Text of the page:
If a clustered page is swapped out before being accessed, its cluster factor is decremented by two. The new cluster factor is given to all the PTEs within a virtual memory range plus or minus the new cluster factor divided by two. Alternatively, if the page is read into the working set, then the cluster factor for that PTE is incremented by two and that new cluster factor is similarly spread for a range of plus or minus the new cluster factor divided by two.
Referring to the example shown in FIG. 6, if the page referenced by PTE 112 is read into the working set before being swapped off the standby list 84, the cluster factor 50 of that PTE 112 is incremented by two. Since the cluster factor 50 (see FIG. 3) for PTE 112 was initially 8, its new cluster factor is 10. That new number (lo) is then divided by two to give a range of five. The new cluster factor of 10 is given to all the PTEs five above (102-110) and five below (114-122) PTE 112.
When the page referenced by PTE 112 is moved into the working set 90, its corresponding PFR 112a is moved off the standby list to a working set list and the cluster bit in the PFR 112a is cleared. Note that PFRs corresponding to PTEs have the same reference numeral, with an "a" appended. Simultaneously the PTE 112 is updated to indicate that this page is now "valid." PFR 114a is now at the top of the standby list 84 and enters the race condition that PFR 112a faced previously.
In FIG. 6, if the page referenced by PTE 114 is read into the working set the cluster factor 50 for PTE 114 is incremented by two to twelve (12). The new cluster factor, equal to twelve, is divided by two, which equals six. Therefore, the cluster factors for the six PTEs 102-112 below and the six PTEs 116-126 above PTE 114 are updated to the new cluster factor 12. The PTE 114 is also updated to indicate that the corresponding page is now "valid." The PFR 114a for the page is also updated to indicate that its page is in the working set, to remove it from the standby list 84, and to clear the cluster bit 68. PFR 116a is now at the head of the standby list 84.
If, however, a page loses the race condition, then its cluster factor 50, and those around it, is decremented. In FIG. 6, PTE 116 looses the race condition and is swapped off the standby list 84 and on to the free list 80. When the memory manager 36 returns the page referenced by PFR 116a to secondary memory, it will notice that its cluster bit (68 of FIG. 4) is set. The memory manager, will then decrement the cluster factor in the corresponding PTE 116 from 12 to 10. The new cluster factor (10) will be written to the five previous (106-114) and the five subsequent PTEs (118-126). PTE 116 will be updated to indicate that the corresponding page is invalid and not in transition state. The PFR 116a will no longer exist.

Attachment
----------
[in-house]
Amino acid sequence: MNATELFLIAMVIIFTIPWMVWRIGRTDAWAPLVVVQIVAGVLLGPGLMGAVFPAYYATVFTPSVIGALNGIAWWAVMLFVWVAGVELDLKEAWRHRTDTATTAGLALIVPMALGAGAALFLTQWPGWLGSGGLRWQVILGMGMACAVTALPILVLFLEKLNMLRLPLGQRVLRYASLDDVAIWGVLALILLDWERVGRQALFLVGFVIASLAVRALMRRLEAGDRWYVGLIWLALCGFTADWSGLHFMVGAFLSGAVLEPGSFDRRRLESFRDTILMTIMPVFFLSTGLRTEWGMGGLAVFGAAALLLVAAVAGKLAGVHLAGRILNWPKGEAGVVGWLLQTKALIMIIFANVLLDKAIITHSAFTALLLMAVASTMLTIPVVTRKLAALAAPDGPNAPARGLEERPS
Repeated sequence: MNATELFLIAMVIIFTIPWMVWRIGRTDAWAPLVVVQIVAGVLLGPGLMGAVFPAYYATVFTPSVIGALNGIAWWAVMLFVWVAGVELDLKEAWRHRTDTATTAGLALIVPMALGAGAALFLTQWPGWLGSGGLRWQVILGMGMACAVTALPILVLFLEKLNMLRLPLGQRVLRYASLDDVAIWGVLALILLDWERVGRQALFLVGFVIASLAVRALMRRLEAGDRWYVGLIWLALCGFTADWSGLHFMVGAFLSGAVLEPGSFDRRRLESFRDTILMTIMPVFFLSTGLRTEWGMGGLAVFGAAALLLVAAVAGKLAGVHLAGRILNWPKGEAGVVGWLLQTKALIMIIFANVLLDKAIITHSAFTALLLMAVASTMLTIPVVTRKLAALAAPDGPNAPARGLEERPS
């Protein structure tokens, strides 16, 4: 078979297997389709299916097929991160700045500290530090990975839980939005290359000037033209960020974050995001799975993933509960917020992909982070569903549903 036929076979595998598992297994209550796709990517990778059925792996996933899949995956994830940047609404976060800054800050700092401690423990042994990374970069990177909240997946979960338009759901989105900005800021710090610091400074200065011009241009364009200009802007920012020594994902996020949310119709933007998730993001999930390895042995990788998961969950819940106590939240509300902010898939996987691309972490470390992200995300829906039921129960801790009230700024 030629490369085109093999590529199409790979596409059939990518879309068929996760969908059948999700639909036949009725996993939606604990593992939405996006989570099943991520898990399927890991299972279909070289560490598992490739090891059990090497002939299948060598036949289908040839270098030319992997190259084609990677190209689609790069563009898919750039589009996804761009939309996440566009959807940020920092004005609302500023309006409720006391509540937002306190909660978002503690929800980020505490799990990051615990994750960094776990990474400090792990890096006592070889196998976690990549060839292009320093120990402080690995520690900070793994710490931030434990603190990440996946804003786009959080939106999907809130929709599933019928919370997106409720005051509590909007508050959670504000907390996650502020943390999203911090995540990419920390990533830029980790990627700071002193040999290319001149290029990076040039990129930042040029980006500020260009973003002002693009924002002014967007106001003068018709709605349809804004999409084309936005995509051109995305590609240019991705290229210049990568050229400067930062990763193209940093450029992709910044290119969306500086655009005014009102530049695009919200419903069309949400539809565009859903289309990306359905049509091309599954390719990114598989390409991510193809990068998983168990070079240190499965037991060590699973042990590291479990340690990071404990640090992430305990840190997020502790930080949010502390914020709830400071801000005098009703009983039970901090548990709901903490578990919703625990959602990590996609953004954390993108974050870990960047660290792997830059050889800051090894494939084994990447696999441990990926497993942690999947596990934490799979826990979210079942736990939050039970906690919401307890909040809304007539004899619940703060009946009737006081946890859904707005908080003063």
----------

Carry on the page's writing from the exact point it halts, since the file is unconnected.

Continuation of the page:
Using the above described clustering system it is possible to bring pages into primary memory 32 without expelling pages from a working set 90. The clustered pages are brought into the standby list 84 where they may be directly accessed with an updating of their PTEs 42. The heuristic cluster factor modification provides an efficient cluster factor 50 for use by the memory manager 36.
It should further be apparent to those skilled in the art that various changes in form and details of the invention as shown and described may be made. It is intended that such changes be included within the spirit and scope of the claims appended hereto.
For example, the amount by which the cluster factor is adjusted whenever a cluster page is used or swapped out may be different in different applications of the invention. In addition, there will usually be a maximum value for the cluster factor. The adjustment factor may also be different when increasing and decreasing the cluster size. The size adjustment factor(s) will depend, in part on the page size.
Another factor that may vary in different embodiments is the range of pages for which the cluster factor will be adjusted. The goal is to efficiently adjust the cluster factor to reflect local usage patterns within the virtual memory space of each process. Therefore the range of pages adjusted will depend on the page size, as well as other factors.
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|U.S. Classification||711/159, 711/206|
|Dec 26, 1995||FPAY||Fee payment|
Year of fee payment: 4
|Dec 13, 1999||FPAY||Fee payment|
Year of fee payment: 8
|Jan 9, 2002||AS||Assignment|
|Nov 26, 2003||FPAY||Fee payment|
Year of fee payment: 12
|Jan 21, 2004||AS||Assignment|
|Jul 26, 2005||CC||Certificate of correction|